What to Expect When Recovering from Blepharoplasty

Blepharoplasty, commonly known as eyelid surgery, is a procedure designed to enhance the appearance of the eyelids. It may be undertaken for cosmetic reasons or to address functional issues that affect one’s vision. The surgery may involve modifying the upper or lower eyelids, or both. The process of recovering from blepharoplasty varies between individuals in terms of the time it takes and the results you can expect, but it typically follows a predictable course with proper aftercare. 

Here, we will explore what blepharoplasty involves, typical recovery timelines, potential complications, and essential postoperative care tips. Additionally, we will discuss what steps to take if you suspect that the surgical outcome was compromised due to negligence.

What is blepharoplasty?

Blepharoplasty is a surgical procedure aimed at modifying the eyelids. The surgery can be performed on the upper lids, lower lids, or both, depending on the patient’s needs and the desired outcome. People often opt for this surgery for cosmetic reasons—to rejuvenate the area around their eyes by removing excess skin, muscle, and sometimes fat that can otherwise make the eyelids look droopy or puffy. However, blepharoplasty isn’t only about improving appearance; it’s also medically necessary for some individuals. For example, excessive eyelid skin can obstruct vision, and correcting this can significantly improve the patient’s ability to see.

The procedure itself involves a surgeon making precise incisions followed by the removal or repositioning of tissue. In cases where fat is removed, it is carefully done to avoid a hollowed-out look after surgery. The surgeon’s goal is to create a natural-looking result that complements the overall facial structure. After the necessary adjustments are made, the incisions are closed with fine sutures, which are often placed so that the resulting scars are well-hidden within the natural folds of the eyelid.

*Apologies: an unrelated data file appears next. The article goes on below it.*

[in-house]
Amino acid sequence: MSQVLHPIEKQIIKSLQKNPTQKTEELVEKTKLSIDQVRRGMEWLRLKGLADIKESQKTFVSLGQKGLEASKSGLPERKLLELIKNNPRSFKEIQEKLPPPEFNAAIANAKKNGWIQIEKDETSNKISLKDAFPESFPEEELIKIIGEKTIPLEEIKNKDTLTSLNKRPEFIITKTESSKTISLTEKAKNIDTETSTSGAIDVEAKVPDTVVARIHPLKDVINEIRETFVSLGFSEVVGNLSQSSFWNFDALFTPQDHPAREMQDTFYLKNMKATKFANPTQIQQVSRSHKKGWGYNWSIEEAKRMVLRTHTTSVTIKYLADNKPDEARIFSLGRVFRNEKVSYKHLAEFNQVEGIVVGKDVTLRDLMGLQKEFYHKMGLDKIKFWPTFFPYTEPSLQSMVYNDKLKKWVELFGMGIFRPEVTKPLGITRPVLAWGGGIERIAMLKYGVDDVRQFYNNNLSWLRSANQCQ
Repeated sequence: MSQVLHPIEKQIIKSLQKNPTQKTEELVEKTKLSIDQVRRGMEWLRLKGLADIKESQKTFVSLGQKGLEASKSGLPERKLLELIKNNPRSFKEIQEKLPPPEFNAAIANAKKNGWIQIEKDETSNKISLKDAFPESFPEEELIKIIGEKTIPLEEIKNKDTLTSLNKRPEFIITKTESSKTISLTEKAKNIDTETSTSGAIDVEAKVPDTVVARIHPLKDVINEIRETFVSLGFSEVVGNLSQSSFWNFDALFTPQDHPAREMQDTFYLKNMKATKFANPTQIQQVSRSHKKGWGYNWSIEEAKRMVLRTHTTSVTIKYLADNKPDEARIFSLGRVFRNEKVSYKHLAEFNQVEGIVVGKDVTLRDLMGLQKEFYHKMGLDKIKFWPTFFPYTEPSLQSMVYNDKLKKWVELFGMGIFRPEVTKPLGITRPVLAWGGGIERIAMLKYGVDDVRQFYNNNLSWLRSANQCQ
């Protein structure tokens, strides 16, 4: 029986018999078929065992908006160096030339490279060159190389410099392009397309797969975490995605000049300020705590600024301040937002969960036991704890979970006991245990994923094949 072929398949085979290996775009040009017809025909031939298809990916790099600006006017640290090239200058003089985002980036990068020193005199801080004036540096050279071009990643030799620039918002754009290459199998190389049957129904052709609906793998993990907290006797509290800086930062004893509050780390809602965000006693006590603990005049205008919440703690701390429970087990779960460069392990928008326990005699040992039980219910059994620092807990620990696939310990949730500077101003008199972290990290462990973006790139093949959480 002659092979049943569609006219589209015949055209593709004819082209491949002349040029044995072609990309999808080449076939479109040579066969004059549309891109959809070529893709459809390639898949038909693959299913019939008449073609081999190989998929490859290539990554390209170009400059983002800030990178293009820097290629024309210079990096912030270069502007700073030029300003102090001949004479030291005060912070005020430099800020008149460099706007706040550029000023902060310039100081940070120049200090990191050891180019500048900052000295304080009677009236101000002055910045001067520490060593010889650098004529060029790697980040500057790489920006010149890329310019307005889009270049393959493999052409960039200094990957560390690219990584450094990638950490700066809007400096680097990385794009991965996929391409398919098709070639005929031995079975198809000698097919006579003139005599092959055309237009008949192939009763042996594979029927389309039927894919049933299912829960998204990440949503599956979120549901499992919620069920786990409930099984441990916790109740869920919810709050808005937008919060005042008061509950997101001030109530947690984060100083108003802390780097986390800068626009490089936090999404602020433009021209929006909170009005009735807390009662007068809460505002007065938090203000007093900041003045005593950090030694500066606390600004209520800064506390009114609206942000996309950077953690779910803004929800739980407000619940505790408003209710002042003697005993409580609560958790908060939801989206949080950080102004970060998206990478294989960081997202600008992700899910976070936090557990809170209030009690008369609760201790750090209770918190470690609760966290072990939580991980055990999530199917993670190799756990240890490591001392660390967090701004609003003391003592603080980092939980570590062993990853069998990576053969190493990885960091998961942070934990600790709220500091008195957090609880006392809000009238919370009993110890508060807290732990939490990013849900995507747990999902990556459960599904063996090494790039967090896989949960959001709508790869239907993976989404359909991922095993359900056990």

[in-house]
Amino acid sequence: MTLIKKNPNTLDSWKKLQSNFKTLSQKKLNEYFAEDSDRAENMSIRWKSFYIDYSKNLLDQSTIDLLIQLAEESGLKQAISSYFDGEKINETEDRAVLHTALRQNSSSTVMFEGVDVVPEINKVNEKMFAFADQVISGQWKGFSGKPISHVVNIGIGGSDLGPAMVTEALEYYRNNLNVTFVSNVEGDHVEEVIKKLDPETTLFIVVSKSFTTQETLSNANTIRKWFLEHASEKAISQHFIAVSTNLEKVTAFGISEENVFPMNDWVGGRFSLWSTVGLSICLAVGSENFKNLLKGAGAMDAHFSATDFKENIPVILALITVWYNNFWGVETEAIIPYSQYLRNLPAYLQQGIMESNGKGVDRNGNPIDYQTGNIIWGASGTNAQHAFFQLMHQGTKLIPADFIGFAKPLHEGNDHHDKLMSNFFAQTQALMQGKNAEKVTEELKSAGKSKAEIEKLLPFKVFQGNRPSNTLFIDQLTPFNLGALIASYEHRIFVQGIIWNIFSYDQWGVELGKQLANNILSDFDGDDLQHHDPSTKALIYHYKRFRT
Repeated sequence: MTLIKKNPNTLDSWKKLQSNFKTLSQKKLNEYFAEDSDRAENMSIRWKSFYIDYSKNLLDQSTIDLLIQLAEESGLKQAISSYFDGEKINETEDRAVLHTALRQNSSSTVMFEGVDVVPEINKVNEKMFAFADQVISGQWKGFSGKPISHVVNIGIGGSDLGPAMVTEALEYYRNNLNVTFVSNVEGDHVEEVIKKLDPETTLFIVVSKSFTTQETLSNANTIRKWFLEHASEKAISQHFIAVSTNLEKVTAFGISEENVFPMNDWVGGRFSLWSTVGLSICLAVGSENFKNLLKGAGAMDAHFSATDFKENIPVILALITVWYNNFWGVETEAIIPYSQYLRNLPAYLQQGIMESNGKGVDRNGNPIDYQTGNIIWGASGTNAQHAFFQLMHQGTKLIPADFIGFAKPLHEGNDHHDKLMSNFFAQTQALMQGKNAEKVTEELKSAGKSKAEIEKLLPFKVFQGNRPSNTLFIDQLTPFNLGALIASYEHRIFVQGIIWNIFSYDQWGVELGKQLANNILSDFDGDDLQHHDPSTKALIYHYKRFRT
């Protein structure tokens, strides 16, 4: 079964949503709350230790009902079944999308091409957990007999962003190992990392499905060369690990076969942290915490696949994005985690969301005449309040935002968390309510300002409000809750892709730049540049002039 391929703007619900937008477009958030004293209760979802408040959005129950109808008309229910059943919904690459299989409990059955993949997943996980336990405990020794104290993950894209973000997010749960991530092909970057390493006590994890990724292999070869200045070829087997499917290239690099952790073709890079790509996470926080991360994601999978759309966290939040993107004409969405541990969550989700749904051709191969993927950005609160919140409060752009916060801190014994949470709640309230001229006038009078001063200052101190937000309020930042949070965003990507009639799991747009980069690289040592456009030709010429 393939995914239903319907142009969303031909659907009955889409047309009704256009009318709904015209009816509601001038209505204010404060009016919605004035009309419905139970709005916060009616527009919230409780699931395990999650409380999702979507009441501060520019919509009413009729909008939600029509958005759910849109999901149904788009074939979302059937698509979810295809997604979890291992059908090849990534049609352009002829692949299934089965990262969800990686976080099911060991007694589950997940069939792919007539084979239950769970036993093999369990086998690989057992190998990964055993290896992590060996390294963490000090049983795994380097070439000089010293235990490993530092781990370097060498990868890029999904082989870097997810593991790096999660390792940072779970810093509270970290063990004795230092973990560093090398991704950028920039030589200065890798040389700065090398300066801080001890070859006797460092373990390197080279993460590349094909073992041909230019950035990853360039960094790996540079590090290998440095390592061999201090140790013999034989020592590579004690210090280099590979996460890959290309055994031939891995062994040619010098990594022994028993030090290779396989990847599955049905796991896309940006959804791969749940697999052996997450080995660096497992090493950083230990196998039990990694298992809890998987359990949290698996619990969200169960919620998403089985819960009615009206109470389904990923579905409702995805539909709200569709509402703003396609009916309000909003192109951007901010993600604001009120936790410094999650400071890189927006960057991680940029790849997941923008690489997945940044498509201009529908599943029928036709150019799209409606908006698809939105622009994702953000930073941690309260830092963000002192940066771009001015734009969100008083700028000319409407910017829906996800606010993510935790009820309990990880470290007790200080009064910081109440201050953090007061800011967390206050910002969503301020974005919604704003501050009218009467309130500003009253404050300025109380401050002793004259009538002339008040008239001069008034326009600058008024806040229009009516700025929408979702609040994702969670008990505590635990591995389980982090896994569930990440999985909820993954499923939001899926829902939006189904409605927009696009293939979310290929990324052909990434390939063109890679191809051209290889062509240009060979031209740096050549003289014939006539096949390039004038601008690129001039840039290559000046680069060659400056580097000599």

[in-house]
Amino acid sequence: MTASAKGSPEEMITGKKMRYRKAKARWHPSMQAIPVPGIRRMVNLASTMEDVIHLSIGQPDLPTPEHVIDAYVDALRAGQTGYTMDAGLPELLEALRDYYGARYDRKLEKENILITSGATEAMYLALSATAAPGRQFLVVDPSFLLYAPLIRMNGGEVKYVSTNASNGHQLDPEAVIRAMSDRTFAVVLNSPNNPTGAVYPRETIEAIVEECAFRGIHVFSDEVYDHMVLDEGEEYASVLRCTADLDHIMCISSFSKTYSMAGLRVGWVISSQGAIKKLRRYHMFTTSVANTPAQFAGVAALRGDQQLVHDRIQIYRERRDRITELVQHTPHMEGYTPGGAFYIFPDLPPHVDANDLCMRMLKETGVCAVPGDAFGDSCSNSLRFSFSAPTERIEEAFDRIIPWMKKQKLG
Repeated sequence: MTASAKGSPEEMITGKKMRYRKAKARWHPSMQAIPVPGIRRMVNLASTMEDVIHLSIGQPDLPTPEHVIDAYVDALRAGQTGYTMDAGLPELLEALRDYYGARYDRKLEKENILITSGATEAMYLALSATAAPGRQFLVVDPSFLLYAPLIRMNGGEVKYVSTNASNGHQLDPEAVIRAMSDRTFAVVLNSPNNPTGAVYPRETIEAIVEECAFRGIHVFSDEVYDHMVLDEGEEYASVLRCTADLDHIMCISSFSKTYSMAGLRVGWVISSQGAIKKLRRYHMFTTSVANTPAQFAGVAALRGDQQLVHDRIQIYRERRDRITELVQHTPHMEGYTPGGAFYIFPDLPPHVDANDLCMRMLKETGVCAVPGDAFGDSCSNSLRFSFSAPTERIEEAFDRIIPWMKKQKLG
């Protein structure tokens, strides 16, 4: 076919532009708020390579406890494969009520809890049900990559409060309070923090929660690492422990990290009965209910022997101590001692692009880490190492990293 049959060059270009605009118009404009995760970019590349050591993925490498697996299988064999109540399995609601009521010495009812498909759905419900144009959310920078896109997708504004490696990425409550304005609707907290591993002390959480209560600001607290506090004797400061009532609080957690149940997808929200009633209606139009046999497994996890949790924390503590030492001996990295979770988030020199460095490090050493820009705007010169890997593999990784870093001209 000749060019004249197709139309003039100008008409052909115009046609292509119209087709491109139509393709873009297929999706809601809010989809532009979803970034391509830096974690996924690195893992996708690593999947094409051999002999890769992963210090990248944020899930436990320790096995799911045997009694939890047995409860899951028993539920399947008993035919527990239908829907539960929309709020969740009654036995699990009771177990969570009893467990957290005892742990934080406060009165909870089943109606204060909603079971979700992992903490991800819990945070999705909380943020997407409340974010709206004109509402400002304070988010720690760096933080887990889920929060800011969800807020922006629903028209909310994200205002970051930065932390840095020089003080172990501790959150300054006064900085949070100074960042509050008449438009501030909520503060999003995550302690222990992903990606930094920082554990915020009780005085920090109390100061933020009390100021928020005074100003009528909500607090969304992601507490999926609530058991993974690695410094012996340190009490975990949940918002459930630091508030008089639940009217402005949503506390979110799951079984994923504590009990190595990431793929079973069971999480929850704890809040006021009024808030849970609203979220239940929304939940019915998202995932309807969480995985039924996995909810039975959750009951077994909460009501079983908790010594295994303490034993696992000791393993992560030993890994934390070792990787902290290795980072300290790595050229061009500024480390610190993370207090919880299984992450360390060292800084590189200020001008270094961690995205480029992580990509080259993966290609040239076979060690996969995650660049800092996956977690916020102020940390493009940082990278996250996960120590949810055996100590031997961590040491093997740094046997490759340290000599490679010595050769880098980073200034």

Typical recovery times

Recovery from blepharoplasty can vary, but it generally follows a predictable timeline that is divided into several phases, each marked by different recovery milestones.

  • Initial recovery phase (first 48 hours): immediately after the surgery, patients can expect some swelling and bruising around the eyes. This will be at its most pronounced during the first two days, but could last longer. It’s crucial during this time to rest and follow the surgeon’s instructions meticulously. Patients are advised to keep their heads elevated, even when sleeping, to help reduce swelling. Applying cold compresses can also aid in managing swelling and discomfort.
  • Intermediate recovery phase (first two weeks): over the next two weeks, patients will notice a significant reduction in swelling and bruising. Stitches are usually removed or dissolve naturally within this period, depending on the type used. Patients can typically return to work and some normal activities within a week or two post-surgery, although this depends on the nature of their work and their rate of healing. It’s important to avoid strenuous activities and heavy lifting, which could strain the eyes and set back the healing process.
  • Long-term healing phase (up to several months): the final shape of the eyelids will gradually emerge as the healing process continues. Minor swelling and subtle changes can persist for several months. Most patients see the final results of their surgery within three to six months. The scars, which initially might be noticeable, will start to fade and should eventually blend into the natural creases of the eyelids.